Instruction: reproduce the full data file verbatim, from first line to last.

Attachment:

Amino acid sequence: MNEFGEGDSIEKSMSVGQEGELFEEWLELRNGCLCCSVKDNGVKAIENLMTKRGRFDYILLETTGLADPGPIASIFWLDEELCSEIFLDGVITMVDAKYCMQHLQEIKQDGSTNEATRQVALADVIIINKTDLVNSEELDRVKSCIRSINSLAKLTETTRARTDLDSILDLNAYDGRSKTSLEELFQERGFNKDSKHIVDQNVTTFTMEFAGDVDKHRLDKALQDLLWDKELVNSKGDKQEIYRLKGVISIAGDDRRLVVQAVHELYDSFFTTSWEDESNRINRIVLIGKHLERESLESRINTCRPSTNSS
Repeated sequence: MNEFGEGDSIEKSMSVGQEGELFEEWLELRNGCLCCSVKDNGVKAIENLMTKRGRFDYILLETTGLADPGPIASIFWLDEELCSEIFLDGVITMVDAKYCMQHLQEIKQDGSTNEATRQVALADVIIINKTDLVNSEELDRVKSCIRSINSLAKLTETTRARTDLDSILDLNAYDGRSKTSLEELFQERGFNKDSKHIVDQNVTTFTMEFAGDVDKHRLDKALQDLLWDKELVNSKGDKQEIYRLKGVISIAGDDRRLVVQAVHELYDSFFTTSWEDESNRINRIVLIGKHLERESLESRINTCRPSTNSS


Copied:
Amino acid sequence: MNEFGEGDSIEKSMSVGQEGELFEEWLELRNGCLCCSVKDNGVKAIENLMTKRGRFDYILLETTGLADPGPIASIFWLDEELCSEIFLDGVITMVDAKYCMQHLQEIKQDGSTNEATRQVALADVIIINKTDLVNSEELDRVKSCIRSINSLAKLTETTRARTDLDSILDLNAYDGRSKTSLEELFQERGFNKDSKHIVDQNVTTFTMEFAGDVDKHRLDKALQDLLWDKELVNSKGDKQEIYRLKGVISIAGDDRRLVVQAVHELYDSFFTTSWEDESNRINRIVLIGKHLERESLESRINTCRPSTNSS
Repeated sequence: MNEFGEGDSIEKSMSVGQEGELFEEWLELRNGCLCCSVKDNGVKAIENLMTKRGRFDYILLETTGLADPGPIASIFWLDEELCSEIFLDGVITMVDAKYCMQHLQEIKQDGSTNEATRQVALADVIIINKTDLVNSEELDRVKSCIRSINSLAKLTETTRARTDLDSILDLNAYDGRSKTSLEELFQERGFNKDSKHIVDQNVTTFTMEFAGDVDKHRLDKALQDLLWDKELVNSKGDKQEIYRLKGVISIAGDDRRLVVQAVHELYDSFFTTSWEDESNRINRIVLIGKHLERESLESRINTCRPSTNSS